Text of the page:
Green salad with hard boiled egg

Ingredients
  • 1 teaspoon extra virgin olive oil
  • 2 cups mixed green salad with tomatoes and cucumbers
  • 1 hard boiled egg, sliced
  • 3 tablespoons low-fat balsamic vinaigrette
Directions
  1. In a small bowl, whisk the olive oil and the vinegar to make the dressing.
  2. Put the veggies in a bowl and top them off with the egg slices.
  3. Drizzle the dressing over the salad and serve immediately.

Spinach smoothie

Another easy recipe for a MIND diet is a spinach smoothie that can be blended together in less than five minutes.

Ingredients
  • ½ cup of water
  • 2 cups of spinach leaves
  • ¼ freshly squeezed cup orange juice
  • ½ cup soy milk or low-fat Greek yogurt
  • 1 medium ripe banana
Directions
  1. Put all ingredients in a blender.
  2. Blend them thoroughly until the smoothie reaches the desired consistency.
  3. Serve with carrot sticks or boiled edamame.

Not only do simple meals such as these reduce caloric intake, which in turn lowers blood pressure levels and improves heart health. They, too, improve brain function and reduce dementia risk even in old age.

Following the MIND diet can help improve your brain health and protect you from dementia and Alzheimer's disease. It is a gradual process, so be sure to make small changes to your eating habits and replace unhealthy foods with healthy alternatives. It can be helpful to work with a nutritionist or a registered dietitian when following the MIND diet, especially if you have questions about what foods to eat and avoid. You can also consider joining a local support group where others share healthy food ideas and tips for following the MIND diet.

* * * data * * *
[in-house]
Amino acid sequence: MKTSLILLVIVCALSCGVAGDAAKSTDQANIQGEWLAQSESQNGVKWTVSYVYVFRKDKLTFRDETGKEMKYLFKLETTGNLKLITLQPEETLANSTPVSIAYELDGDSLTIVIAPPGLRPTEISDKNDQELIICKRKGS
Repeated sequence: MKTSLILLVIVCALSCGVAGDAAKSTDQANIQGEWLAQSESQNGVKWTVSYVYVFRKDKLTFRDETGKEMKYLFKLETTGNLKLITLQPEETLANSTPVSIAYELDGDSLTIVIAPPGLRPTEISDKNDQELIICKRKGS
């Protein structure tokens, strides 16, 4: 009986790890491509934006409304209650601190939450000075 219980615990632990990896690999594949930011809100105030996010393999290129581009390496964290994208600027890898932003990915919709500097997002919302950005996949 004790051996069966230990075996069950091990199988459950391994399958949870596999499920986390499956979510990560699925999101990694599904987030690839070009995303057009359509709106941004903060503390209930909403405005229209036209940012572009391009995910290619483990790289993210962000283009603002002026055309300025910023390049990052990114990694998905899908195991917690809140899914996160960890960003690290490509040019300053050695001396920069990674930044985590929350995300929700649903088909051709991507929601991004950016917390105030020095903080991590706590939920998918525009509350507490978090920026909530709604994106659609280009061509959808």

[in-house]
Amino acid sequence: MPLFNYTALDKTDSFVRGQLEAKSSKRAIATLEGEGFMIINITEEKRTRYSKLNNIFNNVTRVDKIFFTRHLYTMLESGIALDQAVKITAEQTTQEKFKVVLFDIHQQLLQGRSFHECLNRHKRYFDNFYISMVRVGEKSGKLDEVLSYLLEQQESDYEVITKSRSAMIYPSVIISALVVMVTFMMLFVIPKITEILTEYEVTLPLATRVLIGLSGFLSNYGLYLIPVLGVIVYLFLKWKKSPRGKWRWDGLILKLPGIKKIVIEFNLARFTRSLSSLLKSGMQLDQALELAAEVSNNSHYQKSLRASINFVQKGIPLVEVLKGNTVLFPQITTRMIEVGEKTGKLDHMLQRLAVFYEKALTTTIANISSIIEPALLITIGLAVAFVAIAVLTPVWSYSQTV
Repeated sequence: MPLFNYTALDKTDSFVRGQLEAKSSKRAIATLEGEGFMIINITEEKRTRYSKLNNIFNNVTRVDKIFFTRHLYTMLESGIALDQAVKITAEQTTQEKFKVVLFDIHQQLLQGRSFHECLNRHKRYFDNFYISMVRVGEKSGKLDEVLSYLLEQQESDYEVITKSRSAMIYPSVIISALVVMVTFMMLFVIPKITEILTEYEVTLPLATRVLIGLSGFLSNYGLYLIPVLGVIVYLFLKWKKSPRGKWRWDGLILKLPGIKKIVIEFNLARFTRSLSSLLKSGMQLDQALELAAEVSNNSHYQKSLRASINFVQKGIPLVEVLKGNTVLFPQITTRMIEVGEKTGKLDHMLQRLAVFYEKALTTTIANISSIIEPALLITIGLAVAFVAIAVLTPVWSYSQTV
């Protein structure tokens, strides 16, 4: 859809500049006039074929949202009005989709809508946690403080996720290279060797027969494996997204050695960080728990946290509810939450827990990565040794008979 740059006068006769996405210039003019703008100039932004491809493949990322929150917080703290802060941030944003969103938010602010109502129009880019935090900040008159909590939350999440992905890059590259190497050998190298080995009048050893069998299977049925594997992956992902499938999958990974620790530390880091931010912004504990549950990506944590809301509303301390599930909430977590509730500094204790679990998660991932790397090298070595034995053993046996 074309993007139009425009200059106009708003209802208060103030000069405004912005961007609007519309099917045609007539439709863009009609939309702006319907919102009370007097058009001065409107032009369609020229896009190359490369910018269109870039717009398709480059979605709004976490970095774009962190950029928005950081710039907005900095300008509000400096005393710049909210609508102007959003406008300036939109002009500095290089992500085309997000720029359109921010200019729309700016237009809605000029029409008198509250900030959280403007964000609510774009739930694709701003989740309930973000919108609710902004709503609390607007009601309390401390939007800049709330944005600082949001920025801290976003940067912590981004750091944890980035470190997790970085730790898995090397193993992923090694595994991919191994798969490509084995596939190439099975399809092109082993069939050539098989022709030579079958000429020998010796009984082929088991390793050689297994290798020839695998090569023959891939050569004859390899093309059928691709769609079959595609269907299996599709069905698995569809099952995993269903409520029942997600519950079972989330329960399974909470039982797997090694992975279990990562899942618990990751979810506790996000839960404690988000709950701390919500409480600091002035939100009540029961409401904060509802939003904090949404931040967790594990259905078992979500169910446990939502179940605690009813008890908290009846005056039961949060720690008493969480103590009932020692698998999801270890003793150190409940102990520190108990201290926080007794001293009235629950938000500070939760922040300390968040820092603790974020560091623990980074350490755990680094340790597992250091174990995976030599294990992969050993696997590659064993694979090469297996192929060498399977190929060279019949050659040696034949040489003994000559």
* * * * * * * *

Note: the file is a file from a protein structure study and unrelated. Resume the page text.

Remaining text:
FAQs About The MIND Diet

Is peanut butter on the MIND diet?

Yes it is. Peanuts and peanut butter are high in niacin and vitamin E, according to a previous study. This vitamin protects the brain from oxidative damage while also enhancing memory.

Can you eat potatoes on the MIND diet?

Increased consumption of berries, beans, oily fish and green leafy vegetables is emphasised in the MIND diet. It discourages the use of dairy products, potatoes and red meat.

What are brainfood snacks?

If you want to get the most out of the MIND diet, it's important to stick to certain types of foods. For lunch and dinner, high-protein, low-calorie foods like salmon and tuna are recommended. Nuts and berries, on the other hand, are nutritious brain snacks.